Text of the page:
Sunday, 7 October 2012

The World of Looting and Loot


I have mentioned this before, but  it is worth looking at the Looted Heritage website ("Monitoring the illicit antiquities trade and other acts of cultural heritage destruction"). This is a project of Dr. Shawn Graham, Assistant Professor of Digital Humanities at Carleton University in Ottawa Canada.
This site monitors various social media and regular media feeds for stories and reports about the trade in antiquities, which then get mapped. The more such things are made visible, the better our chances of spotting important trends and developments. It also maps academic work on the problem of the illicit antiquities trade.
What is particularly interesting is the uneven geographical spread of reports sent in by users. This shows the location of reports of looting, in theory at least. The big number '76' just off Nigeria is, I would guess, where the mapping software is dumping accounts of looting in "Africa", it is in fact sited in the sea. At a higher resolution it shows nine reports from Mali, eight from Nigeria and one from Angola (and 59 from the sea in the Gulf of Guinea). The spread of big red dots running across the Middle East and South Asia is no great surprise, but that there have been no reports from Indonesia, Papua New Guinea Australia and New Zealand is. There is nothing from any of the islands across the rest of the Pacific Ocean either.

On the other side of the map is pretty sparse too. One might be forgiven for concluding that very little looting goes on in South and Central America. That, I suggest, is an artefact of how the information is gathered, or rather from whom. Most of the reports are going to be in Spanish or Portuguese, and it is possible that there are fewer Internet heritage activists using those languages than there are writing and surfing in English.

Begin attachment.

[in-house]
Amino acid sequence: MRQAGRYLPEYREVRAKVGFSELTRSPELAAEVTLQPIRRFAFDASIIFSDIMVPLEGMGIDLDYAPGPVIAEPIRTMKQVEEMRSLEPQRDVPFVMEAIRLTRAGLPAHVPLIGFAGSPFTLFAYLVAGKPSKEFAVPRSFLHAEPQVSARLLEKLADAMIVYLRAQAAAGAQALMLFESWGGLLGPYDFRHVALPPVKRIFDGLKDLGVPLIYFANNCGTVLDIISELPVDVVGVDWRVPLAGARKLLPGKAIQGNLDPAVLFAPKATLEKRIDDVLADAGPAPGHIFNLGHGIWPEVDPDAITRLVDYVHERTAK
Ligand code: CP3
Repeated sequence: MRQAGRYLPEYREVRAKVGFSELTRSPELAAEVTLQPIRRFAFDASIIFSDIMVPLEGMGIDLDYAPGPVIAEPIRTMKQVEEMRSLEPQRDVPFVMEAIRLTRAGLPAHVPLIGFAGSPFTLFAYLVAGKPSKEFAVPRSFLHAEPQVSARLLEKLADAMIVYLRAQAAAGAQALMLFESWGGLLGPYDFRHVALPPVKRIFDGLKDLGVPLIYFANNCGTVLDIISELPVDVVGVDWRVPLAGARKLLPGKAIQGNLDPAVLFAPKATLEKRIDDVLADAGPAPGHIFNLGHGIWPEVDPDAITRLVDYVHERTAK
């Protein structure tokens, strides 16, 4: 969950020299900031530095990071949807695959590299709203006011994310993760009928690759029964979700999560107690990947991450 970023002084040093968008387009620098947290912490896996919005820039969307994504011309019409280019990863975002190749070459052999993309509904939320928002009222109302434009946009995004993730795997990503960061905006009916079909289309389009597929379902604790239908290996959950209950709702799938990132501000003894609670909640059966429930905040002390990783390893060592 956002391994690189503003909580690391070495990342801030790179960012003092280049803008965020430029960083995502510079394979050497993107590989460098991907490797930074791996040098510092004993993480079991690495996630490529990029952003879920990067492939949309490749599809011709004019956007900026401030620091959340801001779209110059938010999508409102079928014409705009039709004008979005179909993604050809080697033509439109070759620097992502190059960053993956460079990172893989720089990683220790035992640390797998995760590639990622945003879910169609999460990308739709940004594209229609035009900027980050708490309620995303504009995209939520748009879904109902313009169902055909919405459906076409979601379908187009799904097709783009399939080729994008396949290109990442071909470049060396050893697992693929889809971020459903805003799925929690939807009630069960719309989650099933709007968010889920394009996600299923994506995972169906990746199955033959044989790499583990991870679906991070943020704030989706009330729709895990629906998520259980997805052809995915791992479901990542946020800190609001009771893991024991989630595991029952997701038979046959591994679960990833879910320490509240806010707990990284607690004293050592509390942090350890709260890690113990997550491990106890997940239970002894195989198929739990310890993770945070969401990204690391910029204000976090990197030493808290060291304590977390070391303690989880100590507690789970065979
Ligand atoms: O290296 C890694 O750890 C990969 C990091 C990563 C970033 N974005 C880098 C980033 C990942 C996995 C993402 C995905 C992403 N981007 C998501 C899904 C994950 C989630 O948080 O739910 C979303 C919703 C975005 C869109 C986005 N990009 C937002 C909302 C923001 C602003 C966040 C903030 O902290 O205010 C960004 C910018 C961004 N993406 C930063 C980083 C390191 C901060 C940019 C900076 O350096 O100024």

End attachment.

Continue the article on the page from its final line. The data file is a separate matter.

When we get up to North America this is confirmed by the rash of dots. Oddly enough, most of these however are not so much about looting (pot-digging, arrowhead hunting etc) but about the US (and US museums in particular) as a destination for material looted elsewhere. Note the complete lack of any reference to looting (or trade in looted objects) from Canada and Alaska. Again, an artefact of information gathering methods as much as anything I guess, especially as this resource is actually Canada-based. 

When we get to Europe and adjacent areas we see two big dots representing current concerns with looting and destruction in Syria and looted objects from Turkey (again, most of the reports refer to US museums). There are no surprises that a lot of the English language reports refer to looting and looted objects from Greece and Italy. Again its those US museums that are a major subject. Most of Europe (including all of Russia, Belarus and Ukraine) are a complete blank on this map. There's a single dot in Bulgaria, not one for Makedonia. The central European states seem from this map look looter-free (would that this was true). But look at the UK with its liberal laws that everybody who supports collectors say have 'stopped looting'. Well, not on the evidence of this map they've not. There is a big red looter dot hovering right over PAS headquarters in Bloomsbury.

This might be an incentive for folk to try and help shift the red dots around a bit, by reporting information from a wider variety of sources (and originally reported in languages other than English). Reports can be sent to the project here:]

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